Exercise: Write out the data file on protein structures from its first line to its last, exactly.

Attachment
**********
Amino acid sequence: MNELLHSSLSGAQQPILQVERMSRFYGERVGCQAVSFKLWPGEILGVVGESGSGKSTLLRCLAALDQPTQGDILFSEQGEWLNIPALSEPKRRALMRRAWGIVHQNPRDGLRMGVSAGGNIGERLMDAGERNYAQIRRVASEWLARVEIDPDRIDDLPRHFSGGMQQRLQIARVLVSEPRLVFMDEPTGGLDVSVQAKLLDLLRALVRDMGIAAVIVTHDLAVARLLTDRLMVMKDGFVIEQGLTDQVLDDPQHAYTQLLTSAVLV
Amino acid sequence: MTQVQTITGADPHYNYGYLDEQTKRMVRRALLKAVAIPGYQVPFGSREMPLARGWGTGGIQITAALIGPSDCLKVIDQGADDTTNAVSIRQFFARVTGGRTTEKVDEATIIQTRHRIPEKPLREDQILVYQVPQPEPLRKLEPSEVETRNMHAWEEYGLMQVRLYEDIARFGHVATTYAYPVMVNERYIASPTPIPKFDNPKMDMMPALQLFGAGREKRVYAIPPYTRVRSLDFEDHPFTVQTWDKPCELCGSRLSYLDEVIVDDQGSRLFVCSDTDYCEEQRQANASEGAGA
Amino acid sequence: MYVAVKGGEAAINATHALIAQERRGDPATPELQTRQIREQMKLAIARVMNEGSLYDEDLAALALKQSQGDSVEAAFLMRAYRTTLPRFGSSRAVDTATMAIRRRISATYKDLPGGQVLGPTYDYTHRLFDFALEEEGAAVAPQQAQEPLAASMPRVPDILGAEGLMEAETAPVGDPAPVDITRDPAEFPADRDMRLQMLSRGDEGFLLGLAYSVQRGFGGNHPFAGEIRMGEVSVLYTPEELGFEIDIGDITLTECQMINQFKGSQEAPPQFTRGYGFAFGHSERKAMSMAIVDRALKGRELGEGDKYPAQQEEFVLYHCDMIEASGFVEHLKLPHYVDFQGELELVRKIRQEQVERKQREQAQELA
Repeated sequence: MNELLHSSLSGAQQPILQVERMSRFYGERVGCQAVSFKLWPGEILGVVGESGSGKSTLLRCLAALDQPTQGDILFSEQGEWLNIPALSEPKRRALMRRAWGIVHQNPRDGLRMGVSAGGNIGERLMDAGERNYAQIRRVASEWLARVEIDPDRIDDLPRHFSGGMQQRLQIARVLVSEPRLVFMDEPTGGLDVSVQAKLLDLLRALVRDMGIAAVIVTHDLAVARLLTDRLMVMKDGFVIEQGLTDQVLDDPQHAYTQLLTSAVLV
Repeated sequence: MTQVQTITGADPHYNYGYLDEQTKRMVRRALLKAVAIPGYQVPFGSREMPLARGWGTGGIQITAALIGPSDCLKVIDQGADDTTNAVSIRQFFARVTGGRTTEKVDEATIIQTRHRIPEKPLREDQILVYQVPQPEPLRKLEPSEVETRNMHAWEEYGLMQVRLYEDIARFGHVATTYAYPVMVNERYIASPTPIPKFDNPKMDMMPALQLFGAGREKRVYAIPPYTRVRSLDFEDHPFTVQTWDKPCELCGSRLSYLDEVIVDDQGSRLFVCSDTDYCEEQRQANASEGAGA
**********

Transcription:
Amino acid sequence: MNELLHSSLSGAQQPILQVERMSRFYGERVGCQAVSFKLWPGEILGVVGESGSGKSTLLRCLAALDQPTQGDILFSEQGEWLNIPALSEPKRRALMRRAWGIVHQNPRDGLRMGVSAGGNIGERLMDAGERNYAQIRRVASEWLARVEIDPDRIDDLPRHFSGGMQQRLQIARVLVSEPRLVFMDEPTGGLDVSVQAKLLDLLRALVRDMGIAAVIVTHDLAVARLLTDRLMVMKDGFVIEQGLTDQVLDDPQHAYTQLLTSAVLV
Amino acid sequence: MTQVQTITGADPHYNYGYLDEQTKRMVRRALLKAVAIPGYQVPFGSREMPLARGWGTGGIQITAALIGPSDCLKVIDQGADDTTNAVSIRQFFARVTGGRTTEKVDEATIIQTRHRIPEKPLREDQILVYQVPQPEPLRKLEPSEVETRNMHAWEEYGLMQVRLYEDIARFGHVATTYAYPVMVNERYIASPTPIPKFDNPKMDMMPALQLFGAGREKRVYAIPPYTRVRSLDFEDHPFTVQTWDKPCELCGSRLSYLDEVIVDDQGSRLFVCSDTDYCEEQRQANASEGAGA
Amino acid sequence: MYVAVKGGEAAINATHALIAQERRGDPATPELQTRQIREQMKLAIARVMNEGSLYDEDLAALALKQSQGDSVEAAFLMRAYRTTLPRFGSSRAVDTATMAIRRRISATYKDLPGGQVLGPTYDYTHRLFDFALEEEGAAVAPQQAQEPLAASMPRVPDILGAEGLMEAETAPVGDPAPVDITRDPAEFPADRDMRLQMLSRGDEGFLLGLAYSVQRGFGGNHPFAGEIRMGEVSVLYTPEELGFEIDIGDITLTECQMINQFKGSQEAPPQFTRGYGFAFGHSERKAMSMAIVDRALKGRELGEGDKYPAQQEEFVLYHCDMIEASGFVEHLKLPHYVDFQGELELVRKIRQEQVERKQREQAQELA
Repeated sequence: MNELLHSSLSGAQQPILQVERMSRFYGERVGCQAVSFKLWPGEILGVVGESGSGKSTLLRCLAALDQPTQGDILFSEQGEWLNIPALSEPKRRALMRRAWGIVHQNPRDGLRMGVSAGGNIGERLMDAGERNYAQIRRVASEWLARVEIDPDRIDDLPRHFSGGMQQRLQIARVLVSEPRLVFMDEPTGGLDVSVQAKLLDLLRALVRDMGIAAVIVTHDLAVARLLTDRLMVMKDGFVIEQGLTDQVLDDPQHAYTQLLTSAVLV
Repeated sequence: MTQVQTITGADPHYNYGYLDEQTKRMVRRALLKAVAIPGYQVPFGSREMPLARGWGTGGIQITAALIGPSDCLKVIDQGADDTTNAVSIRQFFARVTGGRTTEKVDEATIIQTRHRIPEKPLREDQILVYQVPQPEPLRKLEPSEVETRNMHAWEEYGLMQVRLYEDIARFGHVATTYAYPVMVNERYIASPTPIPKFDNPKMDMMPALQLFGAGREKRVYAIPPYTRVRSLDFEDHPFTVQTWDKPCELCGSRLSYLDEVIVDDQGSRLFVCSDTDYCEEQRQANASEGAGA